Montana’s special election is not a bellwether

Ground-and-pound specialist Greg Gianforte

Montana votes today in the special election to fill our only seat in the House of Representatives, and Greg Gianforte has given us a lot to think about. Last night, the Republican candidate attacked a reporter for the Guardian, throwing him to the ground and punching him in response to a question about the Republican health care plan. The Gallatin County Sheriff’s Department has charged Gianforte with assault. Lee newspapers have rescinded their endorsement. Chris Cillizza has pronounced today’s vote a lose-lose situation for Republicans, whereas Chuck Todd calls it a lose-lose for Democrats. The takes are flying fast, and the first salvo has necessarily consisted of first ideas.

Speaking of first ideas, the logical way to put a national news peg on a story about Montana’s special election is to call it a referendum on Trump. I can think of more than one reason to resist that interpretation, though. When Gianforte ran for governor in November, he underperformed Trump by ten points, losing a state that the Republican at the top of his ticket won easily. Since then, he has restyled himself as a full-throated supporter of the Trump agenda. But even if Gianforte is now running on the president’s message, today’s election won’t necessarily tell us what Montanans think of it, because the Democratic candidate is deeply flawed.

Like Gianforte, Rob Quist has never held elected office. He is best known as the former singer in a country-rock group called the Mission Mountain Wood Band. His party selected him in the hope that his name recognition would give him an advantage in the short election, but they seem not to have run a credit check. Weeks into the campaign, it was revealed that the IRS had filed liens against the Quists for unpaid property taxes in 2011, and that they stiffed a Kalispell excavation contractor in 2001. His campaign, staffed by old hands in the state party, has done a poor job managing the news cycle and allowed opposition researches to pound a steady beat of such embarrassing revelations, including last week’s speculation that the Quists have avoided paying taxes on rental income.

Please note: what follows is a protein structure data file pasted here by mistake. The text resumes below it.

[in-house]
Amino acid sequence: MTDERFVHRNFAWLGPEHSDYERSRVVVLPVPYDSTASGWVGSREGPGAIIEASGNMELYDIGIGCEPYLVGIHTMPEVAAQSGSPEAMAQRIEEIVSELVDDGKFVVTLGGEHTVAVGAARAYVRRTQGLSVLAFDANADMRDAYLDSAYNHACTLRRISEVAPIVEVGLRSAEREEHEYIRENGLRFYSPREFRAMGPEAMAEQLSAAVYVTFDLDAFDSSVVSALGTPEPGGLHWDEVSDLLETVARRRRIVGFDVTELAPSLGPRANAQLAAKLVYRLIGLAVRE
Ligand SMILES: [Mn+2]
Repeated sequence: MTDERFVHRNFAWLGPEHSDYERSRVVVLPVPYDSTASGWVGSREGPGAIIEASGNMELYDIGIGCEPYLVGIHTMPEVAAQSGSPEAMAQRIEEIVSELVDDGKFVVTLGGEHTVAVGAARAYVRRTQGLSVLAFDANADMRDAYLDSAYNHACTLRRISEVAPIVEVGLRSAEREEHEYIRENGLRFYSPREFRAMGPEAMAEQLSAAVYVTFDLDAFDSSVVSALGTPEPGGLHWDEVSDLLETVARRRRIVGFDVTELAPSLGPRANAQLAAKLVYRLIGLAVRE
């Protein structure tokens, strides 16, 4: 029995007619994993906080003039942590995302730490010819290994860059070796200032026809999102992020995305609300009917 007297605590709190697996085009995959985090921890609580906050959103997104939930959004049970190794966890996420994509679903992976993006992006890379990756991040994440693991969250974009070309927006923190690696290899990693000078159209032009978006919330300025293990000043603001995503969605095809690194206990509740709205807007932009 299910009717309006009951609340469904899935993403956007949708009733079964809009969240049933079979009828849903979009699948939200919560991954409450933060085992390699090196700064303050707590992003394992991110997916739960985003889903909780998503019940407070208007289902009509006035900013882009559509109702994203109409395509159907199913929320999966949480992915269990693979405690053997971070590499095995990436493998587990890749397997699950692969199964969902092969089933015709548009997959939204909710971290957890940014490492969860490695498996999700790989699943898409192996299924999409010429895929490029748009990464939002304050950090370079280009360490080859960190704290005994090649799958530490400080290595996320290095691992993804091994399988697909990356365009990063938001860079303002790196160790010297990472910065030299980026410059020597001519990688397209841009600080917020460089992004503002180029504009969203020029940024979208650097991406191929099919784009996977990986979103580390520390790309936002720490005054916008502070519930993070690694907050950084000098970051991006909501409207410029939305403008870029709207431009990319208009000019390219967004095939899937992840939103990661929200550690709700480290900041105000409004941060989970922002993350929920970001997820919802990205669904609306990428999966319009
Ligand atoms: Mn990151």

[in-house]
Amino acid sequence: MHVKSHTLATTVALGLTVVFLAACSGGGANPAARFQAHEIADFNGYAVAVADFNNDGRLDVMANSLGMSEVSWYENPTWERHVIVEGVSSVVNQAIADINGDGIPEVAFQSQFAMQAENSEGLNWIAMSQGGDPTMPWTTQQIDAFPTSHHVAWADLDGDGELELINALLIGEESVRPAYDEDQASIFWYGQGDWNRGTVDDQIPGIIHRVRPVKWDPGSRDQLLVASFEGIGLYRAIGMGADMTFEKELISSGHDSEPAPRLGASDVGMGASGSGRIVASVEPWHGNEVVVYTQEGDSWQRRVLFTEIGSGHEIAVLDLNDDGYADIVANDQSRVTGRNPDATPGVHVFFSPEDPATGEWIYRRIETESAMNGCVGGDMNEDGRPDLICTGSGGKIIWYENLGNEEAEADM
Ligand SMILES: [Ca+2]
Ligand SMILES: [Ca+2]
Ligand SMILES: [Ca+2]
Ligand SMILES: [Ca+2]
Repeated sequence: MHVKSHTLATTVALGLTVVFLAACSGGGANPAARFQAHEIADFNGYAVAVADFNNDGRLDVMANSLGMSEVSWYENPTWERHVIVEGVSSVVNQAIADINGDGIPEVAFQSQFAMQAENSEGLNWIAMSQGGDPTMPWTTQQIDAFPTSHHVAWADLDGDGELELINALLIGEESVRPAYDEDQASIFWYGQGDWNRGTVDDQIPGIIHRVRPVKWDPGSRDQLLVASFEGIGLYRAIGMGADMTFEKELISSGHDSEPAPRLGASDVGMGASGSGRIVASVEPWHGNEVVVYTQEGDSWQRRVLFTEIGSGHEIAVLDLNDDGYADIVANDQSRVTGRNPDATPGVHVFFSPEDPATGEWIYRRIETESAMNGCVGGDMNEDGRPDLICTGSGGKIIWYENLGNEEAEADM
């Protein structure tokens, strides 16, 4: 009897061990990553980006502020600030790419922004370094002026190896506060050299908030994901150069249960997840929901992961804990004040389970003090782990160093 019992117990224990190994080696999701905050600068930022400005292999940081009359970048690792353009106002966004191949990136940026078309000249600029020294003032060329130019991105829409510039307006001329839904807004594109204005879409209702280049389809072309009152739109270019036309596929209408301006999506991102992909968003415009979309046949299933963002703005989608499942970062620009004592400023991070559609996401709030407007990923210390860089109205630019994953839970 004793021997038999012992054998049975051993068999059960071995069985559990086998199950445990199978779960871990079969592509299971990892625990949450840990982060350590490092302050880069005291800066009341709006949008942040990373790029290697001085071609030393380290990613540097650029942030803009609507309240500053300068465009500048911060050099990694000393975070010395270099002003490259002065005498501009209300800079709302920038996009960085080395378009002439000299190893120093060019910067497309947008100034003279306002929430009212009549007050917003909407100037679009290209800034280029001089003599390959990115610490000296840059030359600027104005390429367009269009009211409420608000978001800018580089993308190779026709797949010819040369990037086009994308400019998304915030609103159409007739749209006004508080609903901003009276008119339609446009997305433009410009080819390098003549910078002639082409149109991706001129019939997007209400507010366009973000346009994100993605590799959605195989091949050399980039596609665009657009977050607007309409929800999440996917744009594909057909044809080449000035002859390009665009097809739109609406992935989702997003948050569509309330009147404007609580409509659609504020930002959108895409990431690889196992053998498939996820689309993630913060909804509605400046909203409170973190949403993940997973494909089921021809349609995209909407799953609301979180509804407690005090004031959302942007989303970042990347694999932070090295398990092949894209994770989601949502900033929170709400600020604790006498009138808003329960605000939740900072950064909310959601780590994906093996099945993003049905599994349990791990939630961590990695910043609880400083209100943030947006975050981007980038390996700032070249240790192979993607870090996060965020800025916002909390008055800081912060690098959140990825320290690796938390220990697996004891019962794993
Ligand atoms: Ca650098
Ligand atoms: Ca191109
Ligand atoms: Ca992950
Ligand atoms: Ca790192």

Thus far, the Quist candidacy has been a referendum on Montana Democrats’ willingness to take what their party offers them. Given his dismal performance and Gianforte’s proven ability to contradict national trends, I don’t think you can call today’s vote a referendum on President Trump. Oh yeah—there’s also this thing where one of the candidates assaulted a reporter twelve hours before the polls opened.

I don’t know how much impact that will have. As Cillizza points out, around 70% of the expected total ballots have already been cast by mail. The remaining 30 percent is more than enough to swing the outcome—but who knows how many people who vote today, in person, are getting the news within 18 hours of publication? Given the exceeding strangeness of last night and the many uncontrolled variables in the campaign up to this point, I don’t think what happens today will tell us anything for certain about the national mood. It’s a nice peg, but let us be careful not to hang too much on it.